the Informed

On Russell Brand, Voting & How Not to Start a Revolution

After Russell Brand's long anti-voting stance, the comedian and activist stated today on his YouTube channel The Trews, that voters in the UK should vote for Ed Miliband on Thursday's election. But until today, an outspoken advocate against voting for a corrupt system has suddenly reversed his stance by supporting the Labour Party leader in an attempt to help oust the Tories from power. What should one think about all of this, about an activist who once so vehemently argued that the system is failed and corrupt, and who now says that it is prudent to vote for the lesser of two evils? On voting, altered beliefs and conviction.

From the beginning, I have been a fan of The Trews. His brand (sorry) of politics, activism and wit has been a staple in my daily diet of political opinion and truth-seeking from the inception of his channel, and while I haven't always agreed with his opinions, his world-view has largely resonated with me and I have been able to look past where our ideologies differ and listen to his overall message - a message that I too believe in, of tolerance, love and revolution. A fundamental piece of that world-view was, famously, that the political system is flawed, corrupt and only serves our corporate elite, and as such cannot be trusted and cannot be repaired from within; hence the futility of voting and the necessity for the massive rejection of the electoral and political systems. But as of today, that fundamental piece changed; changed because Mr. Brand says that there is now a figure worth voting for, if only to not let the other guy in.

The backlash against Brand has been substantial, and rightly so. In his interview with Jeremy Paxman in 2013, Brand defended his stance by stating:

It's not that I'm not voting out of apathy. I'm not voting out of absolute indifference and weariness and exhaustion from the lies, treachery, deceit of the political class that has been going on for generations now, and which has now reached fever pitch where you have a disenfranchised, disillusioned, despondent underclass that are not being represented by that political system, so voting for it is tacit complicity with that system, so that's not something I'm offering up. - Russell Brand, 2013

While Mr. Brand has acknowledged that interview and his book, Revolution, in his Trews episode endorsing Miliband, something is amiss. What has caused this self-proclaimed revolutionary to so radically change his beliefs and support a mainstream candidate leading a party that has caused as much grief and anguish in its last turn at running the country as the Tories have in theirs? In its eighty-six page manifesto, the Labour Party outlines its populist mandate,Once a strong voice against the elite political class, he has now embraced at least a part of it, and that has disillusioned many of his followers and while it may look positive on its face, it is clear to any hardened political critic that it really only spouts so much rhetoric and it is clearly trying too hard to be everything to everyone. It mentions in one of its summary pages of key points for example, that it will "give football fans a voice in club boardrooms" yet by contrast the entire document only contains five short, luke-warm paragraphs about their stance on the environment, arguably any nation's biggest threat today, and it fails to mention the environment in its key summary page at all. While few would still argue that the Tories have been good for the UK, the Labour Party is hardly an alternative in the corrupt political landscape of Britain. And Mr. Brand knows this, so what gives? Once a strong voice against the elite political class, he has now embraced at least a part of it, and that has disillusioned many of his followers. And what of Mr. Brand's stance on conviction? Watch this excerpt from his 2009 New York stand-up special on the subject.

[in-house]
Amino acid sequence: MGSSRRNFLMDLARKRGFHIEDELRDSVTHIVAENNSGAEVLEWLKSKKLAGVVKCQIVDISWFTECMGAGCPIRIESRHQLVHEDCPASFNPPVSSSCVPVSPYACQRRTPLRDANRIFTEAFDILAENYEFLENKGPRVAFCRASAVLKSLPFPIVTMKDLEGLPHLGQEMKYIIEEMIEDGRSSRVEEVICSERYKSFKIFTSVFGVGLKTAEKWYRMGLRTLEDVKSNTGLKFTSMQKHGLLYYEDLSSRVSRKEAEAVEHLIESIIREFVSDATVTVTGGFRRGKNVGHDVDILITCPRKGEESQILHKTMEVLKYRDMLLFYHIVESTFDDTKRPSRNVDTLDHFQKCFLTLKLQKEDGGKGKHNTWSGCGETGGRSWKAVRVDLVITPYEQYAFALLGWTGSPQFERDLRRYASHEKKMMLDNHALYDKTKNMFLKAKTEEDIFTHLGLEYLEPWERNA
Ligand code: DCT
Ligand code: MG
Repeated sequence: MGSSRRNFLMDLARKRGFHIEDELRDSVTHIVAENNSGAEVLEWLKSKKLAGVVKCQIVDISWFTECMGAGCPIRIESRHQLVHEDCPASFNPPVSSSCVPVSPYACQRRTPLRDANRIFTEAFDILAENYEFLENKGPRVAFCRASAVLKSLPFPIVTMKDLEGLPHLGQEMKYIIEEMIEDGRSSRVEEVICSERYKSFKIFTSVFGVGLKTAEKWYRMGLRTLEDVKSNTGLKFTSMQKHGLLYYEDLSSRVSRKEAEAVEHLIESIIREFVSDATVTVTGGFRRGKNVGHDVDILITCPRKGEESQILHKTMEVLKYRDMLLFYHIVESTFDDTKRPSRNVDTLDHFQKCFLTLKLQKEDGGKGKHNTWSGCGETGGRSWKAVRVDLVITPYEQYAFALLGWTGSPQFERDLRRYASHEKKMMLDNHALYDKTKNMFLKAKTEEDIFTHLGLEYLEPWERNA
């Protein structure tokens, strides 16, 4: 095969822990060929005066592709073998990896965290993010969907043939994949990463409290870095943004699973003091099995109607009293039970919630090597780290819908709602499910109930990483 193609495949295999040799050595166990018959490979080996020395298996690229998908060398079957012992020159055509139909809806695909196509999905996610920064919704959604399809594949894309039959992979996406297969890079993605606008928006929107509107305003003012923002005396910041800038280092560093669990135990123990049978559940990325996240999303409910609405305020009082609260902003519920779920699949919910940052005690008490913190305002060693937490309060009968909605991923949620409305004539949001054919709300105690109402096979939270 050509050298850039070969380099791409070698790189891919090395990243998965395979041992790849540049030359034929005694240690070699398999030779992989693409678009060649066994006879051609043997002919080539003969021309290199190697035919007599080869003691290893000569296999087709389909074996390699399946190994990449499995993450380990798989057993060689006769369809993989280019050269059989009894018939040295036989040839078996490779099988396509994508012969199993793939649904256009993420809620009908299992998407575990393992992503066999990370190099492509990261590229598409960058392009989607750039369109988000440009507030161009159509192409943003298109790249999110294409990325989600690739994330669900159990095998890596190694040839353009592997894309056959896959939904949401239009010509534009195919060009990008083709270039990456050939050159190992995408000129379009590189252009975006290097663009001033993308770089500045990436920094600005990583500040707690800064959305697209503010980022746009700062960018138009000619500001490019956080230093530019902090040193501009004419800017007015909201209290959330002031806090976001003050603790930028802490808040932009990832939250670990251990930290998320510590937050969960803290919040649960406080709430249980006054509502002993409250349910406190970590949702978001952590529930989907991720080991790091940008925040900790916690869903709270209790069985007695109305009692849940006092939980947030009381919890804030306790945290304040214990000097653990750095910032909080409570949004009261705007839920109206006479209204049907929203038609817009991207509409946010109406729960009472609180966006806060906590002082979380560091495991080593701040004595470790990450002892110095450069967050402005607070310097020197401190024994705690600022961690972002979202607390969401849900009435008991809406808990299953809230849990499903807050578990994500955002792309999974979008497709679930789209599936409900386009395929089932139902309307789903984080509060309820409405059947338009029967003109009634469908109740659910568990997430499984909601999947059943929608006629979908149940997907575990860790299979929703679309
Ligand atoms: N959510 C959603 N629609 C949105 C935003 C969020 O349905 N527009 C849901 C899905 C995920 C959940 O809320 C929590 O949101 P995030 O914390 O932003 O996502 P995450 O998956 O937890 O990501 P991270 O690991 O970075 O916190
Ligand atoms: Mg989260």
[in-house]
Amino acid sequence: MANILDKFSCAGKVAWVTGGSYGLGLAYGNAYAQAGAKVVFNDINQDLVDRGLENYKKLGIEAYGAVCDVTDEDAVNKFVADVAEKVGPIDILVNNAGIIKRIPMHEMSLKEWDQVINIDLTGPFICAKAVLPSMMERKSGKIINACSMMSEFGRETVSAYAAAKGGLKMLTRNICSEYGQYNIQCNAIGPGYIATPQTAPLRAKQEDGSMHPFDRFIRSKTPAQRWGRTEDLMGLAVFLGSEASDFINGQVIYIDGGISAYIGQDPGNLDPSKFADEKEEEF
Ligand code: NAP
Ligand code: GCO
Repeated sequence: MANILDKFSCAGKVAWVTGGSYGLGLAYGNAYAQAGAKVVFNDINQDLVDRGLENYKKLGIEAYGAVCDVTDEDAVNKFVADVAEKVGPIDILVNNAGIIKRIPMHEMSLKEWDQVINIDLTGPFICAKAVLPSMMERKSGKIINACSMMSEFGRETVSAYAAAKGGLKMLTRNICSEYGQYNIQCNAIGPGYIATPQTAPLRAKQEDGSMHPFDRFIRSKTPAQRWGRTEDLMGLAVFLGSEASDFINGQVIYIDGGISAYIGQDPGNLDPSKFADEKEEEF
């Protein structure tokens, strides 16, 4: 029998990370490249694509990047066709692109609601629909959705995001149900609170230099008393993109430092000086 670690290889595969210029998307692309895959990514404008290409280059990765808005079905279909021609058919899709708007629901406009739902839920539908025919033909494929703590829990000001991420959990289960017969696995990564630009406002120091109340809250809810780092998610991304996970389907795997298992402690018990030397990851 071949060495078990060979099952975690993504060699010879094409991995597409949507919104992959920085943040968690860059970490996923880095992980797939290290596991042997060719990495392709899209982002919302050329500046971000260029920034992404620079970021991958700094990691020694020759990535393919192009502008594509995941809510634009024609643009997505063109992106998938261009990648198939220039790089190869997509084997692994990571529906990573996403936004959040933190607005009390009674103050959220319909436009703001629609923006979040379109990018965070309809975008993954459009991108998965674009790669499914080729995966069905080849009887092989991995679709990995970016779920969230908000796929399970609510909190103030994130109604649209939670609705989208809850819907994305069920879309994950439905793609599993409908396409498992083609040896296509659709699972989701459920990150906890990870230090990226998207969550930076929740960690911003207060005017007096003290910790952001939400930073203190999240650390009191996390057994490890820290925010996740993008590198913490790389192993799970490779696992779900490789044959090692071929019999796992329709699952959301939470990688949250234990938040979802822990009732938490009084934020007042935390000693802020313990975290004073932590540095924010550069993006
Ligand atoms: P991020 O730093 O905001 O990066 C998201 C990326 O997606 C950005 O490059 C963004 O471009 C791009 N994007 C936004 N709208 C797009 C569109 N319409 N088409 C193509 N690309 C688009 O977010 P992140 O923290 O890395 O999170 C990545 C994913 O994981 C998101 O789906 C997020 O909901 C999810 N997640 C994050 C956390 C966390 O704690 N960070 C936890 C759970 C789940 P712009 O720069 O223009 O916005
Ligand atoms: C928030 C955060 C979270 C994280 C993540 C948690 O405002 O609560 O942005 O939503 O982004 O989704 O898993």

This seems all to familiar to those of us that were so hopeful for change during the 2008 US Presidential campaign that saw Barack Obama historically voted in. In a campaign year where so many opposed the Republican Party and its policies on war, terror and the economy, the Democrats leveraged this by promising radical change. Sadly, we all know how that has turned out.